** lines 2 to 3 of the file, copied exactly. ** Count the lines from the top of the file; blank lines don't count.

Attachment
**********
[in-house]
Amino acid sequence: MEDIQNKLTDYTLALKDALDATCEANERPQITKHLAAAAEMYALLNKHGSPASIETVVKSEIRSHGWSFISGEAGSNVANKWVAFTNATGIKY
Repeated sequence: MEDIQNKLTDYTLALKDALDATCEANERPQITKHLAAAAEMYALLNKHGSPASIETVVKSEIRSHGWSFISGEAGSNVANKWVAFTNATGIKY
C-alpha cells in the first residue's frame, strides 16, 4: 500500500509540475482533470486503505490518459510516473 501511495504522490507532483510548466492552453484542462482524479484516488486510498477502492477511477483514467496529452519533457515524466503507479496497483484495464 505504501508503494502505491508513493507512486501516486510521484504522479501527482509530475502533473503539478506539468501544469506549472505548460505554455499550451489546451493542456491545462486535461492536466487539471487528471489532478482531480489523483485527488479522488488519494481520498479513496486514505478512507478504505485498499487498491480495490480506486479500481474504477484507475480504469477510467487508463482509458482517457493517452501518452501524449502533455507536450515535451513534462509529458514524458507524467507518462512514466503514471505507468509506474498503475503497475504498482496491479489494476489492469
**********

Amino acid sequence: MEDIQNKLTDYTLALKDALDATCEANERPQITKHLAAAAEMYALLNKHGSPASIETVVKSEIRSHGWSFISGEAGSNVANKWVAFTNATGIKY
Repeated sequence: MEDIQNKLTDYTLALKDALDATCEANERPQITKHLAAAAEMYALLNKHGSPASIETVVKSEIRSHGWSFISGEAGSNVANKWVAFTNATGIKY